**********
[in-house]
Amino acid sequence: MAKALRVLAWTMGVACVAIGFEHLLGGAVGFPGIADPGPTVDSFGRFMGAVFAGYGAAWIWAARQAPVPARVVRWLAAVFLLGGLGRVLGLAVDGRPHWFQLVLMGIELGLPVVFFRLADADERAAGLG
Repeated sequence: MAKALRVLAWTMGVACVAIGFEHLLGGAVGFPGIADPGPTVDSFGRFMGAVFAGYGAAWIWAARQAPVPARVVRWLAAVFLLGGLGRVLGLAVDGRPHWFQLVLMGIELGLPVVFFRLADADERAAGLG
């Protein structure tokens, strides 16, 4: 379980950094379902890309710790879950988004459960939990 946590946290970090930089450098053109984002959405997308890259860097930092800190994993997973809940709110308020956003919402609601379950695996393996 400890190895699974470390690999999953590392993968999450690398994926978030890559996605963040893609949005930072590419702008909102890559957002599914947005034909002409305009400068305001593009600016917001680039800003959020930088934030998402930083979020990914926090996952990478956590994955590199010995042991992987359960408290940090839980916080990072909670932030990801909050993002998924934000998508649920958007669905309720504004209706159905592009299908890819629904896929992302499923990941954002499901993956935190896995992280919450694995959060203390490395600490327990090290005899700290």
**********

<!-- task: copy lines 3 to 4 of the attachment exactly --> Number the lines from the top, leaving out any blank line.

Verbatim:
Repeated sequence: MAKALRVLAWTMGVACVAIGFEHLLGGAVGFPGIADPGPTVDSFGRFMGAVFAGYGAAWIWAARQAPVPARVVRWLAAVFLLGGLGRVLGLAVDGRPHWFQLVLMGIELGLPVVFFRLADADERAAGLG
């Protein structure tokens, strides 16, 4: 379980950094379902890309710790879950988004459960939990 946590946290970090930089450098053109984002959405997308890259860097930092800190994993997973809940709110308020956003919402609601379950695996393996 400890190895699974470390690999999953590392993968999450690398994926978030890559996605963040893609949005930072590419702008909102890559957002599914947005034909002409305009400068305001593009600016917001680039800003959020930088934030998402930083979020990914926090996952990478956590994955590199010995042991992987359960408290940090839980916080990072909670932030990801909050993002998924934000998508649920958007669905309720504004209706159905592009299908890819629904896929992302499923990941954002499901993956935190896995992280919450694995959060203390490395600490327990090290005899700290």